I’d left it on 40m since yesterday afternoon (just over 24 hours) and came home today to find EU callsigns in the FT8 console for the first time. Lots of DX calls, among them Italy, Croatia, Morocco, Mauritius, Ecuador, Japan, Indonesia, Philippines, New Zealand and on and on. Keep in mind this is just the past day on 40m! I never saw anything like this when the antenna was on the test stand.

If you have your CHA-250BX mounted on the ground give it a try on a 10ft mast! Let’s see how many of these newly heard DX callsigns can be worked!

the bonus: antenna separation

An added bonus! The increased antenna separation between the vertical and the RX Loop has eliminated the de-sense I was seeing on the 6700’s HF RX. As I work FT8 I am usually listening to 80m on the 6700/W6LVP Loop. The antenna separation is now sufficient that the FT8 transmissions no longer interfere with other HF RX in the shack. Perfect world.

it Turns out to be a major upgrade!

EA3KU 05/21/2019 05:15 FT8 100w 40M Sent -11 Rcvd -20

F6AOJ 05/25/19 04:28 FT8 100w 40M Sent -17 Rcvd -22

EA8TH 05/2519 06:23 FT8 100w 40M Sent -19 Rcvd -22

WSJT-X was installed on 03/09/19 and my DX contacts up to this point included JA’s and ZL’s and VK’s, but I hadn’t copied any EU callsigns before raising the antenna. Now I’m working into EU, so I am very pleased with this upgrade.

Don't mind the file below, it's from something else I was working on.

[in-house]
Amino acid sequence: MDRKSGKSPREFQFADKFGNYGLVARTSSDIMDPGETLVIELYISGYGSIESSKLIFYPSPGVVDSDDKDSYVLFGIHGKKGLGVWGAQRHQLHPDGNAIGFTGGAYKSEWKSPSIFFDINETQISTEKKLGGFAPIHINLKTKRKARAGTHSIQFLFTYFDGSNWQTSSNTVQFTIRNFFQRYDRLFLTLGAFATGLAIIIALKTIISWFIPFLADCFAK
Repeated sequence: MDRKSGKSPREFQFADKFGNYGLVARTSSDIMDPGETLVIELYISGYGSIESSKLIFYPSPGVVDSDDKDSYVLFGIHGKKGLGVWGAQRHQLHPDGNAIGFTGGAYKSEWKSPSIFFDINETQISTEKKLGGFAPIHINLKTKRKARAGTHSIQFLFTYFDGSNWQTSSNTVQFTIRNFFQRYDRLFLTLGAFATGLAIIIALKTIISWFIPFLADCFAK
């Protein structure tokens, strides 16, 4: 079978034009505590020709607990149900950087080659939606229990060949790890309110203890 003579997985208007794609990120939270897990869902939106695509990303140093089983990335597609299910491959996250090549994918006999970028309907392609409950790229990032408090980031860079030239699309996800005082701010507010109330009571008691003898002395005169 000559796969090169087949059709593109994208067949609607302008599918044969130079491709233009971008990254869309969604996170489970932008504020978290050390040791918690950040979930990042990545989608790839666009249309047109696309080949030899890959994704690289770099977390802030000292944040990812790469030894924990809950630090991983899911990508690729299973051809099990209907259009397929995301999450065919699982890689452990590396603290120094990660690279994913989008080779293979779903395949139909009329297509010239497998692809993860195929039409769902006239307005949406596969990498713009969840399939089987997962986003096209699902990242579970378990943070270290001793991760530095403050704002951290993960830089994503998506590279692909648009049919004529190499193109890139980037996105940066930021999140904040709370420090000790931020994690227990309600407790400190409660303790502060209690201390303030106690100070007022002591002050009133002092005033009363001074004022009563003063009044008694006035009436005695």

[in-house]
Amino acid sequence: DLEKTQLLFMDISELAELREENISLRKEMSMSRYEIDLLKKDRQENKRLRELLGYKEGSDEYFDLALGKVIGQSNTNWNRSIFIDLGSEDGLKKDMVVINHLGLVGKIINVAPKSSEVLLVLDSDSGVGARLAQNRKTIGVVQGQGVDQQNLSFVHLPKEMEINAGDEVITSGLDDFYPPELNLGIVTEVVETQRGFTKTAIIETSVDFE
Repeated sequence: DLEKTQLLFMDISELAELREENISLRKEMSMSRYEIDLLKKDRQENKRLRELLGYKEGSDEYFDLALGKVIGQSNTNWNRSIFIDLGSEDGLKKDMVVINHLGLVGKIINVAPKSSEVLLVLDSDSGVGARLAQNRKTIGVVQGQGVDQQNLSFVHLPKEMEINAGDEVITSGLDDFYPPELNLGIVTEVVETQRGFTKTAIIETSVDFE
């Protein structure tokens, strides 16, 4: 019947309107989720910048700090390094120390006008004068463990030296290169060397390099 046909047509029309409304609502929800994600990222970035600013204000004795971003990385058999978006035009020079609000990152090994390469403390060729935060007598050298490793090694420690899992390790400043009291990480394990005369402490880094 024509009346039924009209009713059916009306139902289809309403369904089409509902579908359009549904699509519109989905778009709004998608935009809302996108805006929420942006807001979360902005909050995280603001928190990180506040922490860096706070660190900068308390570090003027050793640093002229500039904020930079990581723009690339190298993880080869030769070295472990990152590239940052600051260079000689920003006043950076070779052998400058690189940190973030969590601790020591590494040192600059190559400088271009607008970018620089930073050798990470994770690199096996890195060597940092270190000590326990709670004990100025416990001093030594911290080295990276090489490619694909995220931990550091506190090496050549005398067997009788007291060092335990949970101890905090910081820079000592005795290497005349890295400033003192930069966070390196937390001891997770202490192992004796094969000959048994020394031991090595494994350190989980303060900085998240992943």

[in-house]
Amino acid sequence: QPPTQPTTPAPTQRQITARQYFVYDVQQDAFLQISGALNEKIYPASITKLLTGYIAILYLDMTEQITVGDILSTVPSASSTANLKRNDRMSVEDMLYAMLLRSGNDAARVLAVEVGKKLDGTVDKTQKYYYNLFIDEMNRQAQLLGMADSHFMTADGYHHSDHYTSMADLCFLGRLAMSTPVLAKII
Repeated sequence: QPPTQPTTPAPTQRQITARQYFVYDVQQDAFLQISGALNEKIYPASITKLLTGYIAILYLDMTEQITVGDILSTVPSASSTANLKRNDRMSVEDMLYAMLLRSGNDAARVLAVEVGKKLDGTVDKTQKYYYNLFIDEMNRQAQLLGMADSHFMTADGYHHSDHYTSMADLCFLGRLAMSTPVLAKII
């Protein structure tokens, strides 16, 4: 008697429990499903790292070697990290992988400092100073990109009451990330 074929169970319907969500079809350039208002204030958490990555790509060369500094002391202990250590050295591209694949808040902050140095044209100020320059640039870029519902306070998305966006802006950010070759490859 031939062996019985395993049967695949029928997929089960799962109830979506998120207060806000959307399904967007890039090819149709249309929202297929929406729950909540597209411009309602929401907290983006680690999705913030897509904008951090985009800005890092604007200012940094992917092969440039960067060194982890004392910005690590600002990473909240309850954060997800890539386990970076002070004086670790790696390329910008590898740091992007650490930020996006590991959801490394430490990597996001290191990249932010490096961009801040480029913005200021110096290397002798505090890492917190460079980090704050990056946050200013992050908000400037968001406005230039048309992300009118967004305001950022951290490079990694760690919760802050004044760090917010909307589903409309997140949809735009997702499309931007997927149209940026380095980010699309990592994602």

update 03/09/20 wsjt-x results

At this point, I’ve worked thousands of FT8 QSO’s and some great new DX. All you need is a 100 watt radio and this inexpensive antenna in order to work the world!

Back To The Front

Dedicated Digital Rig Pays Off!

Worth the Investment

Time spent building the digital side of the station is proving to be time and effort well spent. The dedicated digital rig is paying off big time, as DX contacts are coming in on all bands. The DX results are better than anticipated!

Flex 6500 Dedicated to Digital: Dell 7050 running WSJT-X, MMSSTV, EasyPal. Monitoring 24/7.

dedicated digital rig

Flex 6500 – Four Slice Receivers: Two running WSJT-X, one running MMSSTV, and the fourth running EasyPal. Add a Comet CHA-250BX Vertical @ 10ft and that’s it!